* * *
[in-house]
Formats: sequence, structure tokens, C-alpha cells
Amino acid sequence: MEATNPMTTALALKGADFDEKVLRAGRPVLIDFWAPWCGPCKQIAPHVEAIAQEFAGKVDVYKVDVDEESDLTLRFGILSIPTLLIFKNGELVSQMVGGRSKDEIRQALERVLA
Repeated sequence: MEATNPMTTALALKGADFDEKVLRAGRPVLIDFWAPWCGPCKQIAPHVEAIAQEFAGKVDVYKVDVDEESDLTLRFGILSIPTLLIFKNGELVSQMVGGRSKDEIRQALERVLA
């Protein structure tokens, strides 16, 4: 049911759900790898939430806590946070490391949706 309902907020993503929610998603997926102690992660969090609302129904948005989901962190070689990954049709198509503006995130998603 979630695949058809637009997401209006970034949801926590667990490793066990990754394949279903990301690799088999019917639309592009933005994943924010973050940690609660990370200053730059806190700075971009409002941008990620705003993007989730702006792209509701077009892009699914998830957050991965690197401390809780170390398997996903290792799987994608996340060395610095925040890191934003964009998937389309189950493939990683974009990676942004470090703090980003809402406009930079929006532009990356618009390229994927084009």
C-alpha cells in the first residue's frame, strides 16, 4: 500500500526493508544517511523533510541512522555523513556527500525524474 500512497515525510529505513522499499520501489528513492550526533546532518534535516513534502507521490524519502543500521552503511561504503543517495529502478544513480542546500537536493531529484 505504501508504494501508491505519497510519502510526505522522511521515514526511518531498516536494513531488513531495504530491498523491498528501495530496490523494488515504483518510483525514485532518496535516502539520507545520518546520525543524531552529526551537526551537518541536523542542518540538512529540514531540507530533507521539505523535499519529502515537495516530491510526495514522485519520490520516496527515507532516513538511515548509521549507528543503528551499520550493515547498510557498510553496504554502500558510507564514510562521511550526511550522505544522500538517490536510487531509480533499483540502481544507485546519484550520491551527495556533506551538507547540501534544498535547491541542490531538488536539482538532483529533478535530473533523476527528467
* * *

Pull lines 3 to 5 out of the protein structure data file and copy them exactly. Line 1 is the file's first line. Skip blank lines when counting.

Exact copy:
Amino acid sequence: MEATNPMTTALALKGADFDEKVLRAGRPVLIDFWAPWCGPCKQIAPHVEAIAQEFAGKVDVYKVDVDEESDLTLRFGILSIPTLLIFKNGELVSQMVGGRSKDEIRQALERVLA
Repeated sequence: MEATNPMTTALALKGADFDEKVLRAGRPVLIDFWAPWCGPCKQIAPHVEAIAQEFAGKVDVYKVDVDEESDLTLRFGILSIPTLLIFKNGELVSQMVGGRSKDEIRQALERVLA
């Protein structure tokens, strides 16, 4: 049911759900790898939430806590946070490391949706 309902907020993503929610998603997926102690992660969090609302129904948005989901962190070689990954049709198509503006995130998603 979630695949058809637009997401209006970034949801926590667990490793066990990754394949279903990301690799088999019917639309592009933005994943924010973050940690609660990370200053730059806190700075971009409002941008990620705003993007989730702006792209509701077009892009699914998830957050991965690197401390809780170390398997996903290792799987994608996340060395610095925040890191934003964009998937389309189950493939990683974009990676942004470090703090980003809402406009930079929006532009990356618009390229994927084009």